Shares of local contract chipmakers yesterday rose as much as the 10 percent daily limit, as investors bet on orders being transferred from Semiconductor Manufacturing International Corp (SMIC, 中芯國際) after the US imposed export restrictions on the Chinese chipmaker.
United Microelectronics Corp (UMC, 聯電) shares soared 10 percent to close at NT$27.5 as 380 million shares changed hands on the Taiwan Stock Exchange.
UMC is the world’s No. 3 foundry by revenue, followed by SMIC, according to data from market researcher TrendForce Corp (集邦科技).
UMC has product and customer portfolios similar to those of SMIC, TrendForce said, adding that UMC offers 14-nanometer and less advanced chips similar to those SMIC provides.
To avoid operational risks, chip designers such as Qualcomm Inc and Broadcom Inc are likely to shift orders to non-Chinese foundries such as GlobalFoundries Inc, Taiwan Semiconductor Manufacturing Co (TSMC, 台積電), UMC or Vanguard International Semiconductor Corp (世界先進), TrendForce analyst Joanne Chiao (喬安) said in an e-mail responding to questions from the Taipei Times.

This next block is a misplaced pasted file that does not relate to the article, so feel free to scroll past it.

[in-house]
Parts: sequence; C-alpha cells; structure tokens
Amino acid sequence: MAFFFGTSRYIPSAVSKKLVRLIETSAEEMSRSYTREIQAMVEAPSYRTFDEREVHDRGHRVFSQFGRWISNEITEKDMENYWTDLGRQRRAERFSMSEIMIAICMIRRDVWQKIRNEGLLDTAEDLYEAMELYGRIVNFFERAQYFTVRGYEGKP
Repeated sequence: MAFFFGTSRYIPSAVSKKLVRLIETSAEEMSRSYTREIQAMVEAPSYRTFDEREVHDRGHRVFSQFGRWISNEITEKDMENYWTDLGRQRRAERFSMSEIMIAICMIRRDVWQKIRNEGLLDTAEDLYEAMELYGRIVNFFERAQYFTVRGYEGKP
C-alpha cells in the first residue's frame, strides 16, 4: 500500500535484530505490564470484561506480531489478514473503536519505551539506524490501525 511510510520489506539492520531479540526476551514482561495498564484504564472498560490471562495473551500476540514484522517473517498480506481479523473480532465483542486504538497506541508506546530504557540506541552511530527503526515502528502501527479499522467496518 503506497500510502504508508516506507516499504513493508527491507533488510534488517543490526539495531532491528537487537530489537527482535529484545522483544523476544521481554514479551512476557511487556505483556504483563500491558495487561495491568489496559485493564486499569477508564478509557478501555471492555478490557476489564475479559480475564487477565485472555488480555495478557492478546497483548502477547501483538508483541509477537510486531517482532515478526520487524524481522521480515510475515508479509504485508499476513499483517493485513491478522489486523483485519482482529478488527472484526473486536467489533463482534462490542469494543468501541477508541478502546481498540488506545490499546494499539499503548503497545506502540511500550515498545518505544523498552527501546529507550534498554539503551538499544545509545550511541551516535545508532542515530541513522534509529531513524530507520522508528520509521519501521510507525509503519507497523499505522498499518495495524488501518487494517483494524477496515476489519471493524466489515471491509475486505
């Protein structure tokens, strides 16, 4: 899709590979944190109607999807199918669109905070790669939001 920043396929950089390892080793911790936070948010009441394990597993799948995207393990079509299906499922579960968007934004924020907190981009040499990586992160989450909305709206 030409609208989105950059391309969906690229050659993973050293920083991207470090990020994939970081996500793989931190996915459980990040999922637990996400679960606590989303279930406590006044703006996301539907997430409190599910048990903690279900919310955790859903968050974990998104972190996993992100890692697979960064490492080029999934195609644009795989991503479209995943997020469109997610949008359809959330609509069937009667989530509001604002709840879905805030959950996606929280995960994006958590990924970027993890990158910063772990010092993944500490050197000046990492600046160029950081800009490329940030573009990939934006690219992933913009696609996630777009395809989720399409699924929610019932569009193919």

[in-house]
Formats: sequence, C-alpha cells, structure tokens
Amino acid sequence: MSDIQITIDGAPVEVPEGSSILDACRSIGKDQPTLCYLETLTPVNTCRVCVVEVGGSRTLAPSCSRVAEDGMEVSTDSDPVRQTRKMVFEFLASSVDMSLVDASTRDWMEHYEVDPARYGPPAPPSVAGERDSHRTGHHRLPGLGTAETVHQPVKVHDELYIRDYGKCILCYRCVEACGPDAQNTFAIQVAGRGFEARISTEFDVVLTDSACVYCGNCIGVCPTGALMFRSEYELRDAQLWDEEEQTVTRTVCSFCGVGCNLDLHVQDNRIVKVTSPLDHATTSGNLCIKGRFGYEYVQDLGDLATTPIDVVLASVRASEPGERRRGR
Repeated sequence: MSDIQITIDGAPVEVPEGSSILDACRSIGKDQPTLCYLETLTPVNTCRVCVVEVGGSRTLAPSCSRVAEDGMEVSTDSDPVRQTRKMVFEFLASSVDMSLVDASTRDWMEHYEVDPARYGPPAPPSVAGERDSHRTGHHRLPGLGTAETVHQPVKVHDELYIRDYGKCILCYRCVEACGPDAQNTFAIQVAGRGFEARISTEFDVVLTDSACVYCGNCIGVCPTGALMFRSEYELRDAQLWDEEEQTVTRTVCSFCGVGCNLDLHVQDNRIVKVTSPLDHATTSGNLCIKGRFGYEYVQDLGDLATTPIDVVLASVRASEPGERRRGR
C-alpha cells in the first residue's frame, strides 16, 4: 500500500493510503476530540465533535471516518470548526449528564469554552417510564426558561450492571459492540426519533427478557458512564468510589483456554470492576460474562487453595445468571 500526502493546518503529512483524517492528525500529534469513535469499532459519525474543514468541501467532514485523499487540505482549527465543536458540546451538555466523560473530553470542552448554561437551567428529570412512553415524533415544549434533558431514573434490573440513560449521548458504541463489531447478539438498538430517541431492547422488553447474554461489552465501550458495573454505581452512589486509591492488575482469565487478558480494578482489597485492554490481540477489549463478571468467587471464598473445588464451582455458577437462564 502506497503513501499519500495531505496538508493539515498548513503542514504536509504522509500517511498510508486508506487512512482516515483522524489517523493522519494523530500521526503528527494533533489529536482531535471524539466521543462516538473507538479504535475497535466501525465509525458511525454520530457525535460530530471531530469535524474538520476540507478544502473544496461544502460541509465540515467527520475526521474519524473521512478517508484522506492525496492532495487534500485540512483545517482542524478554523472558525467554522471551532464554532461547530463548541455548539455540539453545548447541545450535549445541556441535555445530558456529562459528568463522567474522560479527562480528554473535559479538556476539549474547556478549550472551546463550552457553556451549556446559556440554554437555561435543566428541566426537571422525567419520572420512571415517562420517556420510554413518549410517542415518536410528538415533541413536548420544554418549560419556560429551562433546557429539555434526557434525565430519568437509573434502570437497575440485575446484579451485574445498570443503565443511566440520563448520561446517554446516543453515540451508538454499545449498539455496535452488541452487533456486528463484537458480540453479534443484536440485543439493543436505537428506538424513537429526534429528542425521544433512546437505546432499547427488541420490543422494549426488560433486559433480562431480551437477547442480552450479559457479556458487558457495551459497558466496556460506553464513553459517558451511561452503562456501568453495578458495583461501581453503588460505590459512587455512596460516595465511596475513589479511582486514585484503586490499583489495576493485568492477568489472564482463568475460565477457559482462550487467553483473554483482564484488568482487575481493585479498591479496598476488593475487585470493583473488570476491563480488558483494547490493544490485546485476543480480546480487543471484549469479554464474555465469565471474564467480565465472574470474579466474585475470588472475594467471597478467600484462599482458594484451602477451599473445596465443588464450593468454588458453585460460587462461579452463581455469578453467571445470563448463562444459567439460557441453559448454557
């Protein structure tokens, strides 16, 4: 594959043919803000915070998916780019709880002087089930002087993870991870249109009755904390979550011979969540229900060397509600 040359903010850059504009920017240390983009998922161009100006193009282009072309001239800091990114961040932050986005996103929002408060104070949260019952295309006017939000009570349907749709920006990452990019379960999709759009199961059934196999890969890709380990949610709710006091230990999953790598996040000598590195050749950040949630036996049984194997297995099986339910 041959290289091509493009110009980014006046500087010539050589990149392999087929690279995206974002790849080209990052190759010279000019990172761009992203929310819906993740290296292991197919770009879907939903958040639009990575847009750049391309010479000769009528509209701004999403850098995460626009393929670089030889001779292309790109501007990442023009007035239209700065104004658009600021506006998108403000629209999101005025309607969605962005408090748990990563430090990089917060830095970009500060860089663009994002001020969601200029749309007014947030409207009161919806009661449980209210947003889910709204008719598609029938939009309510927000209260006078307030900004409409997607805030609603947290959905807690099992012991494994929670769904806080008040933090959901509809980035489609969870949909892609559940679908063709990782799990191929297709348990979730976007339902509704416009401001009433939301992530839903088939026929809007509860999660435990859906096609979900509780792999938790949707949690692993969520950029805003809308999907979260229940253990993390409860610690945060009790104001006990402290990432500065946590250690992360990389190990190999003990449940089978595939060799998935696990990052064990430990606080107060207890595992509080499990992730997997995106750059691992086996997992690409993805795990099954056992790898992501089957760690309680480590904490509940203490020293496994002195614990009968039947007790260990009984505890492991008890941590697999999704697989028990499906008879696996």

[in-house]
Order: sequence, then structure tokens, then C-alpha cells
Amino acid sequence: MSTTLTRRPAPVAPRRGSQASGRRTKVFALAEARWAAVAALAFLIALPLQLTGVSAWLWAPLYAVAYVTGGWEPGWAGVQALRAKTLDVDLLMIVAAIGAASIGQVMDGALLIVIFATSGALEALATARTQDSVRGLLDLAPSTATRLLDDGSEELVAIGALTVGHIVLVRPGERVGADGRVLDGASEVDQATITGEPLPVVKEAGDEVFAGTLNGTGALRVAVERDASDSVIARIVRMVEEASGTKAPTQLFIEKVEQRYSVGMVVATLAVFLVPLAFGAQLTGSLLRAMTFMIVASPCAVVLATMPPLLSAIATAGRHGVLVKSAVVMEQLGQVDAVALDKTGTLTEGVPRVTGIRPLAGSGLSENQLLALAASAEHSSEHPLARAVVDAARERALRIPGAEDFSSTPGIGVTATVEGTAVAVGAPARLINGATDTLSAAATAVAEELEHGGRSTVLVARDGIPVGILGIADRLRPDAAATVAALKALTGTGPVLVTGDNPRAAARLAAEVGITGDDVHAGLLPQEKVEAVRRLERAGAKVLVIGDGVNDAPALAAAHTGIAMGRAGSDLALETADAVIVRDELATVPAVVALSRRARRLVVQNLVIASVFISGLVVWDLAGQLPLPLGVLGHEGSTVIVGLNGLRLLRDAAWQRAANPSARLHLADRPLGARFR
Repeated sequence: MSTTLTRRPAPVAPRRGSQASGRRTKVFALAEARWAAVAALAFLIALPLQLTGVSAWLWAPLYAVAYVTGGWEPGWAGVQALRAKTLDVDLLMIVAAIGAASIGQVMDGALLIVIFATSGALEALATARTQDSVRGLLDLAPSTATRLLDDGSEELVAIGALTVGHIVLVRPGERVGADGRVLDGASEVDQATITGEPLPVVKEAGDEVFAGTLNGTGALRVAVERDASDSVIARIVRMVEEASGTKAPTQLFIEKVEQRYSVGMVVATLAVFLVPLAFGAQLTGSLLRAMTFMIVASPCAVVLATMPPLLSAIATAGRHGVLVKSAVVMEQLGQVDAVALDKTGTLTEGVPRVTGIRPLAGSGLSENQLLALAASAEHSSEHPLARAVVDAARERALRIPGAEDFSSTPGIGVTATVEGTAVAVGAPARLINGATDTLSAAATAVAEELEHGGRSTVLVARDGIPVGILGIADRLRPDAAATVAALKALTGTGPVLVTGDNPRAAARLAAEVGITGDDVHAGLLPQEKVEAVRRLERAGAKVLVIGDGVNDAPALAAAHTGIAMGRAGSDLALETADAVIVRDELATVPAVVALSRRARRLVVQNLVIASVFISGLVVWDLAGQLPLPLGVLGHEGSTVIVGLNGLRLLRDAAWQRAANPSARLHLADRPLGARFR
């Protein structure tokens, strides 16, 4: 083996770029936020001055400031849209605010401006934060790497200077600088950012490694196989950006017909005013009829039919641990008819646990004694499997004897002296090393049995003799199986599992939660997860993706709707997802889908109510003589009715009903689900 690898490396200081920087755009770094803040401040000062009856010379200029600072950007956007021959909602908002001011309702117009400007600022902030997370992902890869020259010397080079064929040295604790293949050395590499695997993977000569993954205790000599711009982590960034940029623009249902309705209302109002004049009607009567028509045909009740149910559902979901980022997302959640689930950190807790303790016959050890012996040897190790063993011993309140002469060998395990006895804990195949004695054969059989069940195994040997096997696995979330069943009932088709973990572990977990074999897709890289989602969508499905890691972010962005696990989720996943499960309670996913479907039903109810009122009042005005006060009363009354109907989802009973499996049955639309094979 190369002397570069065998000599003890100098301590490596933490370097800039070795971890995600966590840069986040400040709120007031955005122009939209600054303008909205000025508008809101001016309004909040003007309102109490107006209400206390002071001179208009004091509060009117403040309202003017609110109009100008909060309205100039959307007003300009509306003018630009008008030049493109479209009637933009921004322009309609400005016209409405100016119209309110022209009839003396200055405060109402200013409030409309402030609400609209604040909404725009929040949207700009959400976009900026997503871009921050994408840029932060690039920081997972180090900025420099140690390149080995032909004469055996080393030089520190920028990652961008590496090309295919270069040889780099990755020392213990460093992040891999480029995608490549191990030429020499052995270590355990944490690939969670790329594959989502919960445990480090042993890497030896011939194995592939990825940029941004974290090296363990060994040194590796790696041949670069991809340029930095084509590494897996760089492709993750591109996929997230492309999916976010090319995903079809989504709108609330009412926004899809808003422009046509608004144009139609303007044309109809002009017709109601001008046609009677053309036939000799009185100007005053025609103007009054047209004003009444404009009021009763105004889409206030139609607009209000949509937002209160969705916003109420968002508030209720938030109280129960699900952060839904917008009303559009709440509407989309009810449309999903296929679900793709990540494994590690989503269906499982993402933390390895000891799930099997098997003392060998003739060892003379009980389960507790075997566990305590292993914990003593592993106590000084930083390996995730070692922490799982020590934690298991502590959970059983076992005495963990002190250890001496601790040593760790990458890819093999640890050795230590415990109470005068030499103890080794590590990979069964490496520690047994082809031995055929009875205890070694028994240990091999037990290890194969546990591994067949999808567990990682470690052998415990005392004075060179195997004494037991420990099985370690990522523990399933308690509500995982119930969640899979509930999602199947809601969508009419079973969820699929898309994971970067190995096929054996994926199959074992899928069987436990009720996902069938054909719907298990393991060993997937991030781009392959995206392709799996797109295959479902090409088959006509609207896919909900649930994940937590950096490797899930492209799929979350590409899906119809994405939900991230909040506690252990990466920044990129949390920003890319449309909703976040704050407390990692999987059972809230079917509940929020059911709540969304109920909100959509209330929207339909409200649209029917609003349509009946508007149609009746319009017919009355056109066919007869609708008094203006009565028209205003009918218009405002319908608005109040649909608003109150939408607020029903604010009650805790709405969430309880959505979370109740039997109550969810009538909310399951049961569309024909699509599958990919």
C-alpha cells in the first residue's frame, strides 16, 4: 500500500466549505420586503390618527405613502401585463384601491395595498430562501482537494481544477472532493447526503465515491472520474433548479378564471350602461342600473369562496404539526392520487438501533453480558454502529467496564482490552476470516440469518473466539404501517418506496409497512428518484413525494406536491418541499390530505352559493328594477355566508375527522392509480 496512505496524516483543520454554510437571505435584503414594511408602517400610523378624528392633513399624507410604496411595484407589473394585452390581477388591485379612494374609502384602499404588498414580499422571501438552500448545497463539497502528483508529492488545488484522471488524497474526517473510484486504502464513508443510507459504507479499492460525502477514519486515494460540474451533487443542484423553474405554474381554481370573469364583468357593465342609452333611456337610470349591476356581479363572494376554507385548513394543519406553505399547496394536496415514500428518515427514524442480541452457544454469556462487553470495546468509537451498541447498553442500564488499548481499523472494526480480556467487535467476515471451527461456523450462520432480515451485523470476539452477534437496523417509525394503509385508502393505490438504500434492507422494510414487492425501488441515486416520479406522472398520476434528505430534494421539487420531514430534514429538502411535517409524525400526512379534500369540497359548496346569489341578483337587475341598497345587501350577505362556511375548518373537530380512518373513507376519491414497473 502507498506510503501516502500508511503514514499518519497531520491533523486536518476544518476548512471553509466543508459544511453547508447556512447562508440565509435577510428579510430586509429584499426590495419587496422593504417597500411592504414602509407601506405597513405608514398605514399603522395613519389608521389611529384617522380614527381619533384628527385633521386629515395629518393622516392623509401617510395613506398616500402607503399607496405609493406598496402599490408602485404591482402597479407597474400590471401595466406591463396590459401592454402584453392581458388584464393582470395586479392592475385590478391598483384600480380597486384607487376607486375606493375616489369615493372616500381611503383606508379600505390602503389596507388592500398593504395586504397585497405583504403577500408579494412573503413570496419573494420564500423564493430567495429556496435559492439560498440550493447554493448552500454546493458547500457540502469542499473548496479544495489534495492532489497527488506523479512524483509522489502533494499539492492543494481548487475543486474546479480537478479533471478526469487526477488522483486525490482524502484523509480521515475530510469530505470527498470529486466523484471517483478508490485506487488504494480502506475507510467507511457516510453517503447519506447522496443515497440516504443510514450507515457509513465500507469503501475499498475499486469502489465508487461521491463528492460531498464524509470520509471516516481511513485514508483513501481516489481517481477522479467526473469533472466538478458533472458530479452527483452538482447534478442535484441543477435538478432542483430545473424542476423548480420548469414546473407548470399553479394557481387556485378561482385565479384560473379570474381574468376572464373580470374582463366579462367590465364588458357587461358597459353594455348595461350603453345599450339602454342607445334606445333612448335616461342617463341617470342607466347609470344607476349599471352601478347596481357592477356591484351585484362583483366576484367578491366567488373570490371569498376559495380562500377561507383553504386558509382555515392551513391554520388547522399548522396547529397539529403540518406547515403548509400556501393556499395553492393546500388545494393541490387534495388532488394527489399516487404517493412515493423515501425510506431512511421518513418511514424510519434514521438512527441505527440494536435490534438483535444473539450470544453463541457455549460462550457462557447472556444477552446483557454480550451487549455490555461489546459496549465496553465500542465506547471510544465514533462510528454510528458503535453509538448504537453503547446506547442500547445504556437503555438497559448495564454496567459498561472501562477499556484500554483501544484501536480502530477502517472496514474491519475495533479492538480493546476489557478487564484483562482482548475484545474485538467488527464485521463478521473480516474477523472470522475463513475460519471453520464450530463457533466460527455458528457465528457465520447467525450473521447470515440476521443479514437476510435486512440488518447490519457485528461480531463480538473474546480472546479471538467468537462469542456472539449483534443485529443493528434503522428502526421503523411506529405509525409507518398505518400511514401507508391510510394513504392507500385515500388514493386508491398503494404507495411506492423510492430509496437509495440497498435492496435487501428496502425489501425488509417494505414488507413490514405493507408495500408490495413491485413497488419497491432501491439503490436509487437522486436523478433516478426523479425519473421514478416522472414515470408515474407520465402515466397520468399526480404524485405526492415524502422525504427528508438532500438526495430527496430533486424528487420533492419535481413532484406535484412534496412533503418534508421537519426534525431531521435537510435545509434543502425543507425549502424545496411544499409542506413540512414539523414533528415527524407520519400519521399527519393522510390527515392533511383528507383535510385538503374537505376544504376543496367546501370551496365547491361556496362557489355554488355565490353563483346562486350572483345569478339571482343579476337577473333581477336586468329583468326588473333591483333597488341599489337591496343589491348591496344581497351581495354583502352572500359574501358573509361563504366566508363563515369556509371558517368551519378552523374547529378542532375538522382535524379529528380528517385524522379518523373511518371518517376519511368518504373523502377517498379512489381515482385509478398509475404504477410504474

Smaller local foundry Powerchip Semiconductor Manufacturing Co (力積電) and South Korea’s Samsung Electronics Co are also options, Chiao said.
The potential transfer of orders would worsen already tight supply constraints, with the utilization rate at local foundries already approaching 100 percent, she said.
Vanguard and TSMC shares rose 9.76 percent and 1.77 percent to close at NT$97.8 and NT$431.5 respectively.
Unlisted Powerchip makes CMOS image sensors, DRAM chips and driver ICs used in panels made for smartphones. The firm operates three 12-inch fabs and two 8-inch fabs in Taiwan, as well as a 12-inch fab in China.
A senior semiconductor analyst, who requested anonymity, said “there is an urgent need” for SMIC’s customers to transfer their orders to other contract chipmakers, but that might not provide an immediate revenue boost given their high utilization rates.
The effects of the transfer of orders would likely emerge next year, the analyst said.
It is worth watching to see whether any of the contract chipmakers increase their capital expenditure for next year, the analyst said.
Shares of SMIC, China’s largest chipmaker, yesterday fell 3.88 percent to close at HK$17.86 in Hong Kong trading, a four-month low.
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